International Women’s Day was celebrated on 8 March. For people in Britain it held particular significance this year, falling a century after specific groups of women won the right to vote in the UK general election. This started the process for all adults to have the same voting rights as each other – men and women.
For many people, the fight for equality continues. In particular, the issue of gender diversity on boards and in senior management has come under focus in Britain recently. Furthermore, by April 2018, companies with more than 250 employees will have to publish details of any “gender pay gap”.
Research demonstrates that greater diversity throughout organisations increases the likelihood of financial out-performance1. A 2016 MSCI paper notes that companies scoring well on indicators such as increasing the number of women on a board, consistently had correlations with stronger financial metrics over the sample period (2011-2016). The report suggests two reasons: 1) more diverse groups make better decisions, and 2) gender-diverse companies are demonstrating effective retention and utilisation of available talent2.
Our history of identifying long-term performance factors
Impax’s investment philosophy is rooted in considering long-term performance factors that the broader market has failed to notice. Since 1998, we have been investing in companies with material exposure to high growth environmental markets as an indicator of long-term outperformance. In 2016, we published our approach to assessing carbon risk in global equity portfolios (our “SmartCarbon™” approach, as can be seen here).
Our new US investment colleagues3 have been integrating gender diversity factors into their investment process for a number of years. In 2014, they launched a women’s leadership strategy, which invests in the highest-rated companies in the world for advancing women’s leadership through gender diversity on their boards and in executive management. The team are also leaders in advancing pay equity and promoting greater gender diversity on corporate boards through shareholder engagement and advocacy4. Shareholder engagements focus on influencing corporate policies and behaviour so that companies are well-positioned to take advantage of the benefits associated with gender diversity.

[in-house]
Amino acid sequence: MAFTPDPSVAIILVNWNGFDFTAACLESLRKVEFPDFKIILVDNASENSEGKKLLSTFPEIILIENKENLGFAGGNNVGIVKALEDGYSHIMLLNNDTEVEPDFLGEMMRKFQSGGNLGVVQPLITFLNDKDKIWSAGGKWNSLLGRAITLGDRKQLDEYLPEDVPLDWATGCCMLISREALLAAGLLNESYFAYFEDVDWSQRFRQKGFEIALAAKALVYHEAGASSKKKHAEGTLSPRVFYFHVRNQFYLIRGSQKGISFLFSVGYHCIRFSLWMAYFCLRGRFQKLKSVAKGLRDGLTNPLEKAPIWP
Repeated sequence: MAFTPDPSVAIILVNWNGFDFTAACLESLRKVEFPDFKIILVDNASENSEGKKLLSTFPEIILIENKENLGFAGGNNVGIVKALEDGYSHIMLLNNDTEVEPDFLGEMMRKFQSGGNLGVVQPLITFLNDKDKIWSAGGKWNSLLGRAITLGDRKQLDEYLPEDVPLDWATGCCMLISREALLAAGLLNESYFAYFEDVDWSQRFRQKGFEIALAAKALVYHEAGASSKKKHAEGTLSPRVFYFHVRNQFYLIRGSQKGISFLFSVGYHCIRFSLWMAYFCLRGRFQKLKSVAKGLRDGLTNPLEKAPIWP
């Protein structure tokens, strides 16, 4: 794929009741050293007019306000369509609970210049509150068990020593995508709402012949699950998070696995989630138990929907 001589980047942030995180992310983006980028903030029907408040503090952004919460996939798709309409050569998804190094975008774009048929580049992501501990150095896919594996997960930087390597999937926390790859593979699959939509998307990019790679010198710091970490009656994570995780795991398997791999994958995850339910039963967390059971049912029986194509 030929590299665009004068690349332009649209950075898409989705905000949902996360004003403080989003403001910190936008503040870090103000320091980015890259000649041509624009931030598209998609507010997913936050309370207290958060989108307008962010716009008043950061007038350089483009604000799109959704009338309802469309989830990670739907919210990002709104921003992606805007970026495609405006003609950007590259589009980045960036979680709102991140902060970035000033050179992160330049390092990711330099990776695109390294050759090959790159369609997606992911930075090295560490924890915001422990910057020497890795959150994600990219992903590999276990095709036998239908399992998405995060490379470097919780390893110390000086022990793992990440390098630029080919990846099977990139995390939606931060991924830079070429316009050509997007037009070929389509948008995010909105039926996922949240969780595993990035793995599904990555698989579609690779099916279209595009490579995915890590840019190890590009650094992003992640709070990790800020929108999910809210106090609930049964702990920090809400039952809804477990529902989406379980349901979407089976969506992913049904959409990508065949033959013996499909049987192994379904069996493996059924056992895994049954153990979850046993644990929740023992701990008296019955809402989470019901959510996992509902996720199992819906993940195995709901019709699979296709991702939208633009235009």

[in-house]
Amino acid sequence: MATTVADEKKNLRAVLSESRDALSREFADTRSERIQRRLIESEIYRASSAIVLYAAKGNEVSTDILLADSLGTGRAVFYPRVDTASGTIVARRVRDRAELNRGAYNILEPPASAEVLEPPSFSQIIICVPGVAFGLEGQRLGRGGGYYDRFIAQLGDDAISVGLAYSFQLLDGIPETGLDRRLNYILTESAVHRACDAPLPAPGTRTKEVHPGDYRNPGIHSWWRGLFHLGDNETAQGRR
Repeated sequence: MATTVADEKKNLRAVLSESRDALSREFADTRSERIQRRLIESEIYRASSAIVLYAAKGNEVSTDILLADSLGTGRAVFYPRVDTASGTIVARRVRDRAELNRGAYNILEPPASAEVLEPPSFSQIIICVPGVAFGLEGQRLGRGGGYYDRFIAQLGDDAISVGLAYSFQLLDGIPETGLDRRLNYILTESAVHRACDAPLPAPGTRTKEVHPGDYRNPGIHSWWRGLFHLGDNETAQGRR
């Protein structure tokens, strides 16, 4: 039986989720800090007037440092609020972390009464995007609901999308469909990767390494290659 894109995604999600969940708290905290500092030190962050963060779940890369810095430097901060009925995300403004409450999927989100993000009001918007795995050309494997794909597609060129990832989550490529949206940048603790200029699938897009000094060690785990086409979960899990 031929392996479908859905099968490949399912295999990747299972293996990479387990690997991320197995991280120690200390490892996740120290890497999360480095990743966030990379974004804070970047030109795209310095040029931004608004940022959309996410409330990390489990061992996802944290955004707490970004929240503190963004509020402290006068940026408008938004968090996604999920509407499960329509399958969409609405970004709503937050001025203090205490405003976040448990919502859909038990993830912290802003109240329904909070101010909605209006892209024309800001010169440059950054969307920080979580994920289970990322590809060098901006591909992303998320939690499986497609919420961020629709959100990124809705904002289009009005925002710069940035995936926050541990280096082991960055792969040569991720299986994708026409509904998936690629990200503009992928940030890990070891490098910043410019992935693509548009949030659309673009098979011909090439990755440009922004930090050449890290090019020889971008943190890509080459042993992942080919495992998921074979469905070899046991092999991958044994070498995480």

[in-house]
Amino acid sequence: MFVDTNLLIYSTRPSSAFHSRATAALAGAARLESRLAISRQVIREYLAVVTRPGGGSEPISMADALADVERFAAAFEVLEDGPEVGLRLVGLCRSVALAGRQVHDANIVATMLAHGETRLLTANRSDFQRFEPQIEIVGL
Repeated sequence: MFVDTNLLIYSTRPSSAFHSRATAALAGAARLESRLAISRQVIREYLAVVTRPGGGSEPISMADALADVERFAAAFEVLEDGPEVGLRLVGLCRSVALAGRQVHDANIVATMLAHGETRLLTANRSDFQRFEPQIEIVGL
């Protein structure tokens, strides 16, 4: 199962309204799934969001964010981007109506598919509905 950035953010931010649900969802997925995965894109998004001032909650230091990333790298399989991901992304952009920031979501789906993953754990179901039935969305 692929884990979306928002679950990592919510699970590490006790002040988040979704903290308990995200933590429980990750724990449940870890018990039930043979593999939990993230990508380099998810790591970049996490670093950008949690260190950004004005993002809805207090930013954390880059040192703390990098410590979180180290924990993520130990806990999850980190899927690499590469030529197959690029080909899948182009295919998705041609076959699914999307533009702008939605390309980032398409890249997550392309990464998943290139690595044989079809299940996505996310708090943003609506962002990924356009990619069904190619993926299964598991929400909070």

Broadening the definition of diversity
Across Impax, as part of our detailed ESG analysis, we examine the diversity of company boards and management teams from a gender, experience, and tenure perspective. Diversity is an important signal of the character of companies, an aspect we seek to understand through our analysis.
For example, we have recently engaged with some companies in Asia to encourage improved corporate diversity, in most cases focusing on gender. We also closely examine companies’ policies and processes to support, train and develop their people, taking into account a diverse set of specific needs and life circumstances of staff. For investors, it is highly informative and a valuable signal of corporate quality, and helps to identify the positive cultures and processes that are likely to enable staff to be motivated and committed and, as a consequence, more productive.
We also believe that diversity has a positive impact on our investment teams’ performance. It enhances creativity, problem-solving, the quality of risk management and decision making. Promoting diversity also improves recruitment and retention of the most talented people, strengthens our client understanding and orientation, and increases staff engagement.
The investment case for diversity is well-established, and at Impax we expect the investment opportunities related to diversity to increase in the years ahead.
1The CS Gender 3000: The Reward for Change – credit-suisse.com
2The tipping point: Women on boards and financial performance – msci.com
3Impax Asset Management Group plc acquired Pax World Management LLC, advisor to the Pax World mutual funds in January 2018.
4Proxy voting – paxworld.com